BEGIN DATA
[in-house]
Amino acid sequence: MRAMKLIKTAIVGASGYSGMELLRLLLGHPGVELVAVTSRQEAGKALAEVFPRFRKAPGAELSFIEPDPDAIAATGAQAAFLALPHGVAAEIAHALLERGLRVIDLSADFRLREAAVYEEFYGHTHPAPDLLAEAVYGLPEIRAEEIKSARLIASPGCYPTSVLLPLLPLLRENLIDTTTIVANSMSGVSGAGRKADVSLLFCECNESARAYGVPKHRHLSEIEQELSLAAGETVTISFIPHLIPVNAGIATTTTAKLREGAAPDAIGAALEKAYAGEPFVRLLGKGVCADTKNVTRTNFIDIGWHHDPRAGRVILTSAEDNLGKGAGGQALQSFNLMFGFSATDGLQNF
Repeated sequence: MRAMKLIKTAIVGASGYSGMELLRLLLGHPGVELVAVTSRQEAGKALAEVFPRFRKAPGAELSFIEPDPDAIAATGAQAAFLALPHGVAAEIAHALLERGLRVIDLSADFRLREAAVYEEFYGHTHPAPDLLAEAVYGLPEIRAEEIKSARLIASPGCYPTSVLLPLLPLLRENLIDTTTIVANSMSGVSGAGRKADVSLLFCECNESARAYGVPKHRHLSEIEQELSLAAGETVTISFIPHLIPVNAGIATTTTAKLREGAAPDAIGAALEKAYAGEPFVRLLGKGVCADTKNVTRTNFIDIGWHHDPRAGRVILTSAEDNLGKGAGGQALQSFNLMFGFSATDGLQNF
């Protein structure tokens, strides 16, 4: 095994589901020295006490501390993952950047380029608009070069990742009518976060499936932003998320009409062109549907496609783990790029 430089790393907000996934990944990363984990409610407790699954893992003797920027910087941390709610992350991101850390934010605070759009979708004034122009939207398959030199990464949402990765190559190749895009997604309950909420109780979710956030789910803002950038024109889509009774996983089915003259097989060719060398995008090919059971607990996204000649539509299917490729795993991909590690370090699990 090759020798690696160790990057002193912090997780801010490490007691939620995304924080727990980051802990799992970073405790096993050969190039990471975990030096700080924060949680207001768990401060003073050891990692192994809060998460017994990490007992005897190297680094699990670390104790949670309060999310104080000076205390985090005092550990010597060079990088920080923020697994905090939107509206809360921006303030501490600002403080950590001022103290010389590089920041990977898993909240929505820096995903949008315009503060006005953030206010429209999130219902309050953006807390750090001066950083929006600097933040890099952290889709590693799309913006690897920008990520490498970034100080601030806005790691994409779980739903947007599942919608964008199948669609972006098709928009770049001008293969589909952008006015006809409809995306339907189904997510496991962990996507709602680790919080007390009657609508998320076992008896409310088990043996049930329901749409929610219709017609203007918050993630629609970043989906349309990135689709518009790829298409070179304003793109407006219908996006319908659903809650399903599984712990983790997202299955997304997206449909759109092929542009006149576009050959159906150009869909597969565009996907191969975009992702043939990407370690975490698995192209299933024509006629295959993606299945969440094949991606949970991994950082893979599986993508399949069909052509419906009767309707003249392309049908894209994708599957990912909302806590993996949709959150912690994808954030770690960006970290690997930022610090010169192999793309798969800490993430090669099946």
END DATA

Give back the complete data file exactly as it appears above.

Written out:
[in-house]
Amino acid sequence: MRAMKLIKTAIVGASGYSGMELLRLLLGHPGVELVAVTSRQEAGKALAEVFPRFRKAPGAELSFIEPDPDAIAATGAQAAFLALPHGVAAEIAHALLERGLRVIDLSADFRLREAAVYEEFYGHTHPAPDLLAEAVYGLPEIRAEEIKSARLIASPGCYPTSVLLPLLPLLRENLIDTTTIVANSMSGVSGAGRKADVSLLFCECNESARAYGVPKHRHLSEIEQELSLAAGETVTISFIPHLIPVNAGIATTTTAKLREGAAPDAIGAALEKAYAGEPFVRLLGKGVCADTKNVTRTNFIDIGWHHDPRAGRVILTSAEDNLGKGAGGQALQSFNLMFGFSATDGLQNF
Repeated sequence: MRAMKLIKTAIVGASGYSGMELLRLLLGHPGVELVAVTSRQEAGKALAEVFPRFRKAPGAELSFIEPDPDAIAATGAQAAFLALPHGVAAEIAHALLERGLRVIDLSADFRLREAAVYEEFYGHTHPAPDLLAEAVYGLPEIRAEEIKSARLIASPGCYPTSVLLPLLPLLRENLIDTTTIVANSMSGVSGAGRKADVSLLFCECNESARAYGVPKHRHLSEIEQELSLAAGETVTISFIPHLIPVNAGIATTTTAKLREGAAPDAIGAALEKAYAGEPFVRLLGKGVCADTKNVTRTNFIDIGWHHDPRAGRVILTSAEDNLGKGAGGQALQSFNLMFGFSATDGLQNF
């Protein structure tokens, strides 16, 4: 095994589901020295006490501390993952950047380029608009070069990742009518976060499936932003998320009409062109549907496609783990790029 430089790393907000996934990944990363984990409610407790699954893992003797920027910087941390709610992350991101850390934010605070759009979708004034122009939207398959030199990464949402990765190559190749895009997604309950909420109780979710956030789910803002950038024109889509009774996983089915003259097989060719060398995008090919059971607990996204000649539509299917490729795993991909590690370090699990 090759020798690696160790990057002193912090997780801010490490007691939620995304924080727990980051802990799992970073405790096993050969190039990471975990030096700080924060949680207001768990401060003073050891990692192994809060998460017994990490007992005897190297680094699990670390104790949670309060999310104080000076205390985090005092550990010597060079990088920080923020697994905090939107509206809360921006303030501490600002403080950590001022103290010389590089920041990977898993909240929505820096995903949008315009503060006005953030206010429209999130219902309050953006807390750090001066950083929006600097933040890099952290889709590693799309913006690897920008990520490498970034100080601030806005790691994409779980739903947007599942919608964008199948669609972006098709928009770049001008293969589909952008006015006809409809995306339907189904997510496991962990996507709602680790919080007390009657609508998320076992008896409310088990043996049930329901749409929610219709017609203007918050993630629609970043989906349309990135689709518009790829298409070179304003793109407006219908996006319908659903809650399903599984712990983790997202299955997304997206449909759109092929542009006149576009050959159906150009869909597969565009996907191969975009992702043939990407370690975490698995192209299933024509006629295959993606299945969440094949991606949970991994950082893979599986993508399949069909052509419906009767309707003249392309049908894209994708599957990912909302806590993996949709959150912690994808954030770690960006970290690997930022610090010169192999793309798969800490993430090669099946």